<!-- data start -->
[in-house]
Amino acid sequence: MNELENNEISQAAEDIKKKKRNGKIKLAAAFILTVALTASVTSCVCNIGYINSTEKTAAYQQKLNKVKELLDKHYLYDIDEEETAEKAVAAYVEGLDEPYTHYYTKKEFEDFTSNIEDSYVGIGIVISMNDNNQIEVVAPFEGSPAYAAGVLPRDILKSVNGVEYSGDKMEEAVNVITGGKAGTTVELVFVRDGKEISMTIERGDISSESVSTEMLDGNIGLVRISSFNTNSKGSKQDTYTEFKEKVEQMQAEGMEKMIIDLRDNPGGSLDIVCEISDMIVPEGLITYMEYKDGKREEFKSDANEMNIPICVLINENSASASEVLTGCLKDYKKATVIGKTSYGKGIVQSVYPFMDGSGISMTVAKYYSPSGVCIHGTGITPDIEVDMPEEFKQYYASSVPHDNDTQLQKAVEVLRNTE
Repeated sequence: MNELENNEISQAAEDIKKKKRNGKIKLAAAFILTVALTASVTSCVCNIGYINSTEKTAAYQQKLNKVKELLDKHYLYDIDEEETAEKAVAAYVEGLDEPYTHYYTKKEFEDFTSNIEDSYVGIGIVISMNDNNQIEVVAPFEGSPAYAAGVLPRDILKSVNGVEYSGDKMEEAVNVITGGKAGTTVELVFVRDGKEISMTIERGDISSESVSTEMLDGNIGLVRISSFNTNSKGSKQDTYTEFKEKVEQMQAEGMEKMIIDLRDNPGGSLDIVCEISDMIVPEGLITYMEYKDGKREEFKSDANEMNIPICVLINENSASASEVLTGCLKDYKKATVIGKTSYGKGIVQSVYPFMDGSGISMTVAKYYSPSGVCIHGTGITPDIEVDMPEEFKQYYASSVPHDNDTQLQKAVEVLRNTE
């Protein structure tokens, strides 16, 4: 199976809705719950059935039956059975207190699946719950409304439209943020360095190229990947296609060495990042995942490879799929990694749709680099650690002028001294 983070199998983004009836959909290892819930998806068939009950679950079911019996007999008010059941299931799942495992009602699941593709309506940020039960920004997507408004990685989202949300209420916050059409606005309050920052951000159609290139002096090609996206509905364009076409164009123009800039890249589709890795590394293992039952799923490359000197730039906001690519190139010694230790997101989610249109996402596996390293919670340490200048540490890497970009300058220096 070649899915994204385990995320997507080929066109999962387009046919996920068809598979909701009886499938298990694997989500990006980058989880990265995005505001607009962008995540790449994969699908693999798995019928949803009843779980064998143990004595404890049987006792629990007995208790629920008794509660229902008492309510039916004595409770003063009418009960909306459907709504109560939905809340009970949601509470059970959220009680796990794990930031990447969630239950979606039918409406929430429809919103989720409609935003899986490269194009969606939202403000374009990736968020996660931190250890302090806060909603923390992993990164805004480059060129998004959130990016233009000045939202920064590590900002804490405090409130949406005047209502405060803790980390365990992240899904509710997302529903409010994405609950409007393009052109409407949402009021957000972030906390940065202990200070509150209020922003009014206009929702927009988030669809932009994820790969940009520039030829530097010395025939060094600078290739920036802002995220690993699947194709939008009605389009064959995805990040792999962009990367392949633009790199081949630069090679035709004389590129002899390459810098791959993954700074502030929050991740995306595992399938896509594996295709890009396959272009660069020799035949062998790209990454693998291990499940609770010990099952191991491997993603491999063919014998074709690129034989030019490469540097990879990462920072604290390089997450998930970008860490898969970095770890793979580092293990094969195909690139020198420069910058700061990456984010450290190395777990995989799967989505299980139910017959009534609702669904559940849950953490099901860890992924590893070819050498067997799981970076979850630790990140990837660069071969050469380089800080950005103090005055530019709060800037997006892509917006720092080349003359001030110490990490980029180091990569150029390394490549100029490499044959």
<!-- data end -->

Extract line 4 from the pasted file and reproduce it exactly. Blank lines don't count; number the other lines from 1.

């Protein structure tokens, strides 16, 4: 199976809705719950059935039956059975207190699946719950409304439209943020360095190229990947296609060495990042995942490879799929990694749709680099650690002028001294 983070199998983004009836959909290892819930998806068939009950679950079911019996007999008010059941299931799942495992009602699941593709309506940020039960920004997507408004990685989202949300209420916050059409606005309050920052951000159609290139002096090609996206509905364009076409164009123009800039890249589709890795590394293992039952799923490359000197730039906001690519190139010694230790997101989610249109996402596996390293919670340490200048540490890497970009300058220096 070649899915994204385990995320997507080929066109999962387009046919996920068809598979909701009886499938298990694997989500990006980058989880990265995005505001607009962008995540790449994969699908693999798995019928949803009843779980064998143990004595404890049987006792629990007995208790629920008794509660229902008492309510039916004595409770003063009418009960909306459907709504109560939905809340009970949601509470059970959220009680796990794990930031990447969630239950979606039918409406929430429809919103989720409609935003899986490269194009969606939202403000374009990736968020996660931190250890302090806060909603923390992993990164805004480059060129998004959130990016233009000045939202920064590590900002804490405090409130949406005047209502405060803790980390365990992240899904509710997302529903409010994405609950409007393009052109409407949402009021957000972030906390940065202990200070509150209020922003009014206009929702927009988030669809932009994820790969940009520039030829530097010395025939060094600078290739920036802002995220690993699947194709939008009605389009064959995805990040792999962009990367392949633009790199081949630069090679035709004389590129002899390459810098791959993954700074502030929050991740995306595992399938896509594996295709890009396959272009660069020799035949062998790209990454693998291990499940609770010990099952191991491997993603491999063919014998074709690129034989030019490469540097990879990462920072604290390089997450998930970008860490898969970095770890793979580092293990094969195909690139020198420069910058700061990456984010450290190395777990995989799967989505299980139910017959009534609702669904559940849950953490099901860890992924590893070819050498067997799981970076979850630790990140990837660069071969050469380089800080950005103090005055530019709060800037997006892509917006720092080349003359001030110490990490980029180091990569150029390394490549100029490499044959």